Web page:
XVIII. Rohkunstbau POWER

XVIII. Rohkunstbau POWER

The artistic content of ROHKUNSTBAU XVIII revealed many faces of the transformative aspects of “Power” as derived from the Alberich theme in Richard Wagner’s “Das Rheingold”, part one of the four-part German saga of the Nibelungenlied that was the first of an intended four-part exhibition cycle. The intention of the first part was to show the relevance of power today, its forms and manifestations, which might be either affirmative and/or coercive in their application. It dealt with issues of human creative energy since they are linked immediately and symbolically to the political, economic, social, and cultural forms of power and influence that operate in the world of today. In doing so they reflected the Alberich theme of the unconstrained limits and self-destructive impulses that people will advance and orchestrate in their pursuit of different types of power. The participating artists broadened these themes in a remarkably diverse number of ways. These ranged from advancing popular logo images into transformed painting practices (Nitsche) to the extended influence manifested by popular cultural icons such as Michael Jackson (Brandenburg).

Other examples were of raw power as in nuclear weapons and environmental catastrophe, or the literal pursuit of gold as material economic power (Neudecker). The issue of narrative power was illustrated in the updating of the immediate Alberich theme, and given a unique video-to-sound and filmed-structured contemporary reading (Faithfull). Conversely, the abstract power of the binary function as seen through number-letter computer code technologies was scrutinized and questioned (Sander).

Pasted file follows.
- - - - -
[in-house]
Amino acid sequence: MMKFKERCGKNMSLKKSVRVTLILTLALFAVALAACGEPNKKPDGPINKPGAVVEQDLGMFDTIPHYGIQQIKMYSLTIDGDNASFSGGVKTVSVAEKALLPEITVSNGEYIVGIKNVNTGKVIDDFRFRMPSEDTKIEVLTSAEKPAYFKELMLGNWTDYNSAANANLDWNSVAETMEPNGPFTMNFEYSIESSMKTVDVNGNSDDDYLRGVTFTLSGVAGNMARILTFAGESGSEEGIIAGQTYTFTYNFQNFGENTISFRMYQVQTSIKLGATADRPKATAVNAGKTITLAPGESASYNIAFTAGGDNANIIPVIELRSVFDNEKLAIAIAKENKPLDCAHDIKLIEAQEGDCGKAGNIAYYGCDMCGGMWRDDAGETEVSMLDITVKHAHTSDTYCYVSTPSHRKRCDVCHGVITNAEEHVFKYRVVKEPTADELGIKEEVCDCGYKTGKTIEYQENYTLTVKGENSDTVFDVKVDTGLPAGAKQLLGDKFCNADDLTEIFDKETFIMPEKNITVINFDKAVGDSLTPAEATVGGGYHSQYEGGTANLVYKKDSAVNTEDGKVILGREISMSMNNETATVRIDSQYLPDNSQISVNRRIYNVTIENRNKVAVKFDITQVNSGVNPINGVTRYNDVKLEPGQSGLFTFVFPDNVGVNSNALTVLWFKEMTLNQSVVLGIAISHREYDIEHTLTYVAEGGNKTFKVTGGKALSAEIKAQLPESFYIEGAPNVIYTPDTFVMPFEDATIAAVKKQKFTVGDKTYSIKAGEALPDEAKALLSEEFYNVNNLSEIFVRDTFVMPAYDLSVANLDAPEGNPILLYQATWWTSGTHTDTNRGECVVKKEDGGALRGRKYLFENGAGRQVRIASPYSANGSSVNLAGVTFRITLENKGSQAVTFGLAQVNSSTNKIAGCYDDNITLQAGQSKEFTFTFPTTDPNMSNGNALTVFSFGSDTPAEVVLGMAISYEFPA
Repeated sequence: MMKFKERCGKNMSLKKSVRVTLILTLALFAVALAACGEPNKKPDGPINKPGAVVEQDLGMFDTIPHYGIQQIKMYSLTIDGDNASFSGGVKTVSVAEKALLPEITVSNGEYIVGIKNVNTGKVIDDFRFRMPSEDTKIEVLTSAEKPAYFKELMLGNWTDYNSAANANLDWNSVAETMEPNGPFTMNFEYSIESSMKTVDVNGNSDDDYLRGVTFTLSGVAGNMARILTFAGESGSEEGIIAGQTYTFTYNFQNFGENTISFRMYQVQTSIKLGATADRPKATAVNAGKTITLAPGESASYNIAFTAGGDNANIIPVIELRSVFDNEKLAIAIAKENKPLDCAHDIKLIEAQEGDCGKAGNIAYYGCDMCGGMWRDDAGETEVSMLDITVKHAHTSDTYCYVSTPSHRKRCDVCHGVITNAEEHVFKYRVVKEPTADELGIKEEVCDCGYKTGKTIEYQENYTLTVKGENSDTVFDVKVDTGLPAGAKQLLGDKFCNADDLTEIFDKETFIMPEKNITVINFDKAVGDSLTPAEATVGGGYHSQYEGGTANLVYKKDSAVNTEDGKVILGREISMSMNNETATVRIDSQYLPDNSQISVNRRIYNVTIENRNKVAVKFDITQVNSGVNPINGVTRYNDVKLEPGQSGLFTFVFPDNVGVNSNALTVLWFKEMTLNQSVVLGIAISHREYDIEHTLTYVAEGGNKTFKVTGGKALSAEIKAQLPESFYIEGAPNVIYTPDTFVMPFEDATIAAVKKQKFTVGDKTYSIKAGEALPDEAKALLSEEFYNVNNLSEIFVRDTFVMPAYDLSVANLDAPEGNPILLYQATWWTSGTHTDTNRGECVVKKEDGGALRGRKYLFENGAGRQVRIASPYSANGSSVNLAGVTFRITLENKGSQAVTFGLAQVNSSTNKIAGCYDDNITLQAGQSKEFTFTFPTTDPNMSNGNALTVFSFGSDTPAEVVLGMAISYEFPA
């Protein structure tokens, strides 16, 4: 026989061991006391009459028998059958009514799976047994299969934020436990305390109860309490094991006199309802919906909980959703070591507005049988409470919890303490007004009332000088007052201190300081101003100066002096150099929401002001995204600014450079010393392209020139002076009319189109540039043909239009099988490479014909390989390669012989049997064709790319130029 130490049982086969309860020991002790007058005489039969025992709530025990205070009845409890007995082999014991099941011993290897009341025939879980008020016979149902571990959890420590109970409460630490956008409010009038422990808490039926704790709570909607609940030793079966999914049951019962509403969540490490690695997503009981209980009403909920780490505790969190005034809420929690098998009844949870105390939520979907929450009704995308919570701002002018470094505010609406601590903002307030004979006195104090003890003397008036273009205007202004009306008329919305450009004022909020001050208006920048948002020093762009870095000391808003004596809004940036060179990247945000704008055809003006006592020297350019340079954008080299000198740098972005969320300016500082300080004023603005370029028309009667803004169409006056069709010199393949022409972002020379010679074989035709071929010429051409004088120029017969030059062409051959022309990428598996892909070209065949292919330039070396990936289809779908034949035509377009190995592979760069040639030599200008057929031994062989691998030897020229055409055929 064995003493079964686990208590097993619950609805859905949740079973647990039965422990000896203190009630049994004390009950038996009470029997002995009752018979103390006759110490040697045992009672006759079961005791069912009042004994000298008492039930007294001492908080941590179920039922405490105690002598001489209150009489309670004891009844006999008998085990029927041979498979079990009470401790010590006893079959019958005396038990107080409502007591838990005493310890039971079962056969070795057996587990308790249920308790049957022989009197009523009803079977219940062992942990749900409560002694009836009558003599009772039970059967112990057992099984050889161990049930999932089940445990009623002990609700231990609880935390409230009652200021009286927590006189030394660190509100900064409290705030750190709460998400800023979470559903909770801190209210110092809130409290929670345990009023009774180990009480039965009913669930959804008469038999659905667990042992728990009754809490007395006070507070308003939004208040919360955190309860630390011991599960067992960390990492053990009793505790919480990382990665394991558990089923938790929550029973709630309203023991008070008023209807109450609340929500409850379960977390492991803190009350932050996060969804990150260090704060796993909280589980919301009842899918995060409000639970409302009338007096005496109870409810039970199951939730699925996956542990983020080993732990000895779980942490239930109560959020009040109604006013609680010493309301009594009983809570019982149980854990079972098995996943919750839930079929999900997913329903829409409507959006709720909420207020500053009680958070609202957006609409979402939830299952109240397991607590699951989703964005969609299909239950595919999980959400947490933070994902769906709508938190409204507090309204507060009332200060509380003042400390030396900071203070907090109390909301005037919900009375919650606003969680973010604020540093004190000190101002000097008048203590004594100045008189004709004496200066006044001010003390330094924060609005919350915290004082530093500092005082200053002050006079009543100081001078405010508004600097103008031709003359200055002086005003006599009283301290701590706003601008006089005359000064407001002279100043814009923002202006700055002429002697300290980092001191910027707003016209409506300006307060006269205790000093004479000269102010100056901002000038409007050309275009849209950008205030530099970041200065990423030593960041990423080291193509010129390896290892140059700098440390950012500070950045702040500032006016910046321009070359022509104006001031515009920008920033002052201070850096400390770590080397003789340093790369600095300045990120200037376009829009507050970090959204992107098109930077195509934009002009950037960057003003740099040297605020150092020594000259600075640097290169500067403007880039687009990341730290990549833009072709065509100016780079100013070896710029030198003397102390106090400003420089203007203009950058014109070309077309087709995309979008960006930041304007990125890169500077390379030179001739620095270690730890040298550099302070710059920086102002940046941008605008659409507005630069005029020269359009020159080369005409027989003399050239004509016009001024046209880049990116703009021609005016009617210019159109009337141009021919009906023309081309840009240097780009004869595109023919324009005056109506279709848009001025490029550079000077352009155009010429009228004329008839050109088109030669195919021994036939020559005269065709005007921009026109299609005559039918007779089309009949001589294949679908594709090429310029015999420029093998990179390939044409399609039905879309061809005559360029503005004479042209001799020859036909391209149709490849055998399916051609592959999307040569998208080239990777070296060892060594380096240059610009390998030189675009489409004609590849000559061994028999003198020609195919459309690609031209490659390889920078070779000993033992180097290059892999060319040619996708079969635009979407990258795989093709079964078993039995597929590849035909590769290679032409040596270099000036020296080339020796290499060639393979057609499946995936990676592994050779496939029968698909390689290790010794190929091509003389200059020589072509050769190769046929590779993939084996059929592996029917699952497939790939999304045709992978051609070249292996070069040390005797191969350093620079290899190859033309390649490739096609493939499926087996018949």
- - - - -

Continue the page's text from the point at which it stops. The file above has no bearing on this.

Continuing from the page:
The simple nature automotive power (literally “horse-power”) as a vehicle of power and coercion was addressed in a unique foyer exhibition installation (Vassileva). A formal installation emphasized the power to organize space and perception. Although it reflected an expression of high-minimal art in different ways in the works, it was in fact realized by using commonplace mass-produced materials (Pilscheur).

Within the formal language of painting the power of gesture and expression was used to address its abilities for transformation and mediation into other material means (Millar). At the same time the power of nature and its subtle ability to alter visual perception through filmed reflections was beautifully expressed (Brech), while the re-directing of understanding of the olfactory sense of smell, cast in the context of another form of simulated power, namely “oil” made the viewer question their own immediate sensory experiences (Maciá). However, the subjectivity of interpretation as used by the contemporary artists who participated in MACHT/POWER must not be read in terms of merely adapting narrative descriptions and/or creating material illustrations. It is a set of personalized and rethought commitments by artists about what constitutes power and transformation as it is experienced in the practice of creating contemporary art. At the same time the exhibition revealed that the theme taken from the first Wagner theatre drama “Das Rheingold” can still create a strong intellectual and emotional resonance today.

Mark Gisbourne

ROHKUNSTBAU XVIII was funded by the Ministery of Science, Research and Culture Brandenburg and the Municipality Potsdam.

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